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...But what defines the microplastics-release rate of a garment?

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The microplastic problem does not only originates from synthethic fibers, unsuitable washing machines and waste-water treatment facilities, but a large part of it depends on your garments’ textile characteristics. In fact, composition (neat or blend), fabric structure (woven or knitted), yarn twist (high or low), fiber type (staple or filament), and hairiness (high or low) have all an important role in defining different rates in a garment’s microplastics release. The lowest MP releases – to both air and water – are usually recorded for garments with a very compact woven structure and highly twisted yarns made of continuous filaments, compared with those with a looser structure (knitted, short staple fibers, lower twist). Ultimately, we can state that in order to reduce microfiber emissions to water and air, there are some optimal textile parameters that brands MUST take into consideration right from the design stage, but also during the actual production of garments.

What MUST BE DONE to tackle microplastic pollution?

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The world urgently needs (affordable and easy-to-use) commercial washing machine filters that can capture microfibres. Legislations must ensure that all new washing machines are fitted with effective filters to capture the maximum amount of microfibres possible.

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Waste-water treatment plants (where all our used water gets filtered and treated) are currently between 65-90% efficient at filtering microfibres. Research and innovations into improving the efficiency of capturing microfibres in wastewater treatment plants is essential to prevent them escaping into our environment.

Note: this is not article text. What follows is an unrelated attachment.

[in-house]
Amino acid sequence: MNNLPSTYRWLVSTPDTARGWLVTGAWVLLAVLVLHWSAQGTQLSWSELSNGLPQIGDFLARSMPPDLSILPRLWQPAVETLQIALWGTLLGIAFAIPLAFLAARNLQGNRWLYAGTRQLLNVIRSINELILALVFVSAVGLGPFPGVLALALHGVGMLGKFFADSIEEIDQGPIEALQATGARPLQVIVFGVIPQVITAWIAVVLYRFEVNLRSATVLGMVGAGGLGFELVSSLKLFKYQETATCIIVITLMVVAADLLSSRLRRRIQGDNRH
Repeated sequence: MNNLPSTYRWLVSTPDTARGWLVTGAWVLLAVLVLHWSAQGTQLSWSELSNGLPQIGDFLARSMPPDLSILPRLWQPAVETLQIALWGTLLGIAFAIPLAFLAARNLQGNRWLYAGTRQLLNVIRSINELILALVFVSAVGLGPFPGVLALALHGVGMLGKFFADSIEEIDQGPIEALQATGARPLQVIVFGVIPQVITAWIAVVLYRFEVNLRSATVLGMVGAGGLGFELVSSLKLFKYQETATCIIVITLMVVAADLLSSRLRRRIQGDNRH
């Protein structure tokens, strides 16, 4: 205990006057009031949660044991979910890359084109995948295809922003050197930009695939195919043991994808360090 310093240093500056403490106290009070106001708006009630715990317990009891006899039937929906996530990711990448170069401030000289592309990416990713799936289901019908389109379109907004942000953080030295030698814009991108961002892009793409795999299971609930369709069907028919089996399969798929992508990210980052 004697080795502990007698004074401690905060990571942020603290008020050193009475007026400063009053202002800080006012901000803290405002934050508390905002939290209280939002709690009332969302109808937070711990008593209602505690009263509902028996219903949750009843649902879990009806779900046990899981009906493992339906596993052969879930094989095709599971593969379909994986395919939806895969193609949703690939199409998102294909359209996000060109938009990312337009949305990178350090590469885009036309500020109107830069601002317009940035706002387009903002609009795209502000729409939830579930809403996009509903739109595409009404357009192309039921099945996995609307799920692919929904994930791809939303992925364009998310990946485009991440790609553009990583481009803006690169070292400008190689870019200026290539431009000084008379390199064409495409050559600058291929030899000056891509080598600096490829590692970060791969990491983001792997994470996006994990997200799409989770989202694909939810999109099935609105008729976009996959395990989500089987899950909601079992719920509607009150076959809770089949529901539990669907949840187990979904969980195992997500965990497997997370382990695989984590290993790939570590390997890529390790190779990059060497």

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As some studies have it, using a liquid detergent instead of powder, washing programs with less water, lower washing machine temperatures, gentler washing machine settings, and even using a front-loading washing machine can reduce microfibre shedding. How about using a Cora Ball or a Lint LUV-R? it has been shown that they reduce the number of microfibres in wastewater by an average of 26% and 87%, respectively.

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Balance is always a key word when it comes to making decisions. Many people would say to switch from synthetic materials to natural materials in order to reduce to zero microplastics release in fashion. Well, it is not that easy, because – given the current consumption rates - if the whole fashion world turned to natural materials, this would result in a worrying and massive pressure on land and water use. The first problem is that we produce too much, the second is that we use too many synthetics.

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About Manteco, Italian premium textiles and circularity since 1943

After decades in the fashion world, in 2018, we have created the Manteco Academy project, through which we  give webinars, in-person lessons and workshops on eco-design, circular economy and sustainability to numerous fashion schools, technical universities and brands worldwide. Thanks to this educative commitment and our heritage, we are often invited as guest speaker at events, panels, podcasts and conferences about sustainable fashion and circular economy.